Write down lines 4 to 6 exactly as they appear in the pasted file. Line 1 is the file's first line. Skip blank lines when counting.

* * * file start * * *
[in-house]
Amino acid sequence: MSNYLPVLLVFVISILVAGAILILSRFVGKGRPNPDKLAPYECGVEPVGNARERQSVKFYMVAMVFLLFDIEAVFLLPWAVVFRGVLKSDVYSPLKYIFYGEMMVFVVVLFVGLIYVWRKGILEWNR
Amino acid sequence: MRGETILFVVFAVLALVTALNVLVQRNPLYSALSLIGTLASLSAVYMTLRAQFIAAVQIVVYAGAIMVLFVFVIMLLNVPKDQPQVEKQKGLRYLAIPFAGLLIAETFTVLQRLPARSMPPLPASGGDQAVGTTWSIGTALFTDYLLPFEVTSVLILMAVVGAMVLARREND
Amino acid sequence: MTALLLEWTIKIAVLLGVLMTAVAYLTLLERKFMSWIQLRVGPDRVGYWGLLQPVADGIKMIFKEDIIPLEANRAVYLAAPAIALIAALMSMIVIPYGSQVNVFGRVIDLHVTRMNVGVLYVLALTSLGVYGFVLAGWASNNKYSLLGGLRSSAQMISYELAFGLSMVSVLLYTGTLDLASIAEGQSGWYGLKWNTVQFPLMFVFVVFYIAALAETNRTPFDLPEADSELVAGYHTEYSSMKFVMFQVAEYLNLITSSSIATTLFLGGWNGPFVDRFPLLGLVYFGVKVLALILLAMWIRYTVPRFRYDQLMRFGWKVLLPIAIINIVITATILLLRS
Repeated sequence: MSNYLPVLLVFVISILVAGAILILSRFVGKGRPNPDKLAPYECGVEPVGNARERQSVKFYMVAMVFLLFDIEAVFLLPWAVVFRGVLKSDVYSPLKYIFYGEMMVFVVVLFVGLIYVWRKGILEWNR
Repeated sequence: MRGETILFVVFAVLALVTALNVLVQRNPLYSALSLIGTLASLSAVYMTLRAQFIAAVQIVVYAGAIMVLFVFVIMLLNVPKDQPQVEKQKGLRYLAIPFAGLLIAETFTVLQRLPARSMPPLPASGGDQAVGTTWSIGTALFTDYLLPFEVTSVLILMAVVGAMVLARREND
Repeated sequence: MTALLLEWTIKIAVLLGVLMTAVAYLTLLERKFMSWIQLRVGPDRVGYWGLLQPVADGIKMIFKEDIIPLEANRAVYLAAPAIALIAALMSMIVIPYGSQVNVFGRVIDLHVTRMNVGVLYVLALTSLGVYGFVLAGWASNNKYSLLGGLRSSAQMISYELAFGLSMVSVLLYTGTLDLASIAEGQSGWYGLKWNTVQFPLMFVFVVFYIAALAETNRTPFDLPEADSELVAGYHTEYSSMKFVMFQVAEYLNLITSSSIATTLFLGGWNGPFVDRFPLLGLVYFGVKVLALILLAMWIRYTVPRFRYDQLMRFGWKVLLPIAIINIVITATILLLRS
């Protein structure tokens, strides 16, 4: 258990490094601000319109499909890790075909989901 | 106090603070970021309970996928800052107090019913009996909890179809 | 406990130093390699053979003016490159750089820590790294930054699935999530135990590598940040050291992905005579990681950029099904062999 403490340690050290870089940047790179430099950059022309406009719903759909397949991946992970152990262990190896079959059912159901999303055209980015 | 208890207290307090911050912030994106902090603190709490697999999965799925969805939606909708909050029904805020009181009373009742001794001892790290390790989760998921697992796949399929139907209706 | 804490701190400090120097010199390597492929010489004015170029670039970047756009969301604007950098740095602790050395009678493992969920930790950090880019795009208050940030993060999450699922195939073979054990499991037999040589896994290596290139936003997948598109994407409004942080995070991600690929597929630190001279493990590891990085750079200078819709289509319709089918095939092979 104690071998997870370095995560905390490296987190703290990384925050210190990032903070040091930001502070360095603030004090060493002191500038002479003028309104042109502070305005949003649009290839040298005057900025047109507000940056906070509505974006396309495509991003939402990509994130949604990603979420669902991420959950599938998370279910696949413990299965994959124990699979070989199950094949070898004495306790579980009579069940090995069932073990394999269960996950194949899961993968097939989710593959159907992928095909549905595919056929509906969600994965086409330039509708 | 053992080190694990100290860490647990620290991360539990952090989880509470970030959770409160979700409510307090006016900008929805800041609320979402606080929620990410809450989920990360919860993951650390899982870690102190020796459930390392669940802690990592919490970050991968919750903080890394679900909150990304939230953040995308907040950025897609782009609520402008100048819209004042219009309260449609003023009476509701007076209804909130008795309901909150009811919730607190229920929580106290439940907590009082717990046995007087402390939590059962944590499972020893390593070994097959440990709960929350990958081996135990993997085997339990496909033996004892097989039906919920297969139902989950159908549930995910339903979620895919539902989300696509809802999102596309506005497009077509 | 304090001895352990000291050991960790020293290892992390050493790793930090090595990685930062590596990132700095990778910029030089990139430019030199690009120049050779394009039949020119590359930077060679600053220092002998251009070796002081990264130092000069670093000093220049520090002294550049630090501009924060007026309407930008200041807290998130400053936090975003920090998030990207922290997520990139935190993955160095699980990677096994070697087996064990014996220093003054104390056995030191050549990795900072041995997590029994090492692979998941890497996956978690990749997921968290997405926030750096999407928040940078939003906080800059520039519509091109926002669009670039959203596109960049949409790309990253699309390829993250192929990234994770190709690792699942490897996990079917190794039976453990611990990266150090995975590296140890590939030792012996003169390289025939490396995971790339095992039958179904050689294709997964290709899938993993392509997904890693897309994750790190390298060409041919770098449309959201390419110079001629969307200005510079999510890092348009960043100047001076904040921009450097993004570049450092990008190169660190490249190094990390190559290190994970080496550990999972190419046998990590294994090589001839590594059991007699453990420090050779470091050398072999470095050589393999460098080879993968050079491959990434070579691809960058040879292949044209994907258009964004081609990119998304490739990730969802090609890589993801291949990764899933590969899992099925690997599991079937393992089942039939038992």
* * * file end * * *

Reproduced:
Amino acid sequence: MTALLLEWTIKIAVLLGVLMTAVAYLTLLERKFMSWIQLRVGPDRVGYWGLLQPVADGIKMIFKEDIIPLEANRAVYLAAPAIALIAALMSMIVIPYGSQVNVFGRVIDLHVTRMNVGVLYVLALTSLGVYGFVLAGWASNNKYSLLGGLRSSAQMISYELAFGLSMVSVLLYTGTLDLASIAEGQSGWYGLKWNTVQFPLMFVFVVFYIAALAETNRTPFDLPEADSELVAGYHTEYSSMKFVMFQVAEYLNLITSSSIATTLFLGGWNGPFVDRFPLLGLVYFGVKVLALILLAMWIRYTVPRFRYDQLMRFGWKVLLPIAIINIVITATILLLRS
Repeated sequence: MSNYLPVLLVFVISILVAGAILILSRFVGKGRPNPDKLAPYECGVEPVGNARERQSVKFYMVAMVFLLFDIEAVFLLPWAVVFRGVLKSDVYSPLKYIFYGEMMVFVVVLFVGLIYVWRKGILEWNR
Repeated sequence: MRGETILFVVFAVLALVTALNVLVQRNPLYSALSLIGTLASLSAVYMTLRAQFIAAVQIVVYAGAIMVLFVFVIMLLNVPKDQPQVEKQKGLRYLAIPFAGLLIAETFTVLQRLPARSMPPLPASGGDQAVGTTWSIGTALFTDYLLPFEVTSVLILMAVVGAMVLARREND